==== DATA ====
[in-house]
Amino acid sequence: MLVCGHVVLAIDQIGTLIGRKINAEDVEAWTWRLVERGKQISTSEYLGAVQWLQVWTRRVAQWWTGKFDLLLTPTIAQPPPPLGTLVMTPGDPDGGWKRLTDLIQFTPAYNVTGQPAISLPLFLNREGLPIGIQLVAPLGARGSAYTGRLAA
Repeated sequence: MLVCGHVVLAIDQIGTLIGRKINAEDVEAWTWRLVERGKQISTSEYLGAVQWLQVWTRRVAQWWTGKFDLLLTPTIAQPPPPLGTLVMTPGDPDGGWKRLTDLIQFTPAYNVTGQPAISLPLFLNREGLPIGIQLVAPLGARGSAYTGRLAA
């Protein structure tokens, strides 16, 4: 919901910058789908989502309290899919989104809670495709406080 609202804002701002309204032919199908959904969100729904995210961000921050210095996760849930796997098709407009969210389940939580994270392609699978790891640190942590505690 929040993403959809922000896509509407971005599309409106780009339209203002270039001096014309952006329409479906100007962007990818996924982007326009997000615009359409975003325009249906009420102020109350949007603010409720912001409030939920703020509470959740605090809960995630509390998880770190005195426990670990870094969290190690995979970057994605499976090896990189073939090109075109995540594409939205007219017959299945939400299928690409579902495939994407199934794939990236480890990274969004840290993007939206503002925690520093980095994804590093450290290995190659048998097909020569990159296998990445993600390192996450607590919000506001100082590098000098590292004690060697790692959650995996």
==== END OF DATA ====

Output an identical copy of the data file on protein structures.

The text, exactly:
[in-house]
Amino acid sequence: MLVCGHVVLAIDQIGTLIGRKINAEDVEAWTWRLVERGKQISTSEYLGAVQWLQVWTRRVAQWWTGKFDLLLTPTIAQPPPPLGTLVMTPGDPDGGWKRLTDLIQFTPAYNVTGQPAISLPLFLNREGLPIGIQLVAPLGARGSAYTGRLAA
Repeated sequence: MLVCGHVVLAIDQIGTLIGRKINAEDVEAWTWRLVERGKQISTSEYLGAVQWLQVWTRRVAQWWTGKFDLLLTPTIAQPPPPLGTLVMTPGDPDGGWKRLTDLIQFTPAYNVTGQPAISLPLFLNREGLPIGIQLVAPLGARGSAYTGRLAA
């Protein structure tokens, strides 16, 4: 919901910058789908989502309290899919989104809670495709406080 609202804002701002309204032919199908959904969100729904995210961000921050210095996760849930796997098709407009969210389940939580994270392609699978790891640190942590505690 929040993403959809922000896509509407971005599309409106780009339209203002270039001096014309952006329409479906100007962007990818996924982007326009997000615009359409975003325009249906009420102020109350949007603010409720912001409030939920703020509470959740605090809960995630509390998880770190005195426990670990870094969290190690995979970057994605499976090896990189073939090109075109995540594409939205007219017959299945939400299928690409579902495939994407199934794939990236480890990274969004840290993007939206503002925690520093980095994804590093450290290995190659048998097909020569990159296998990445993600390192996450607590919000506001100082590098000098590292004690060697790692959650995996």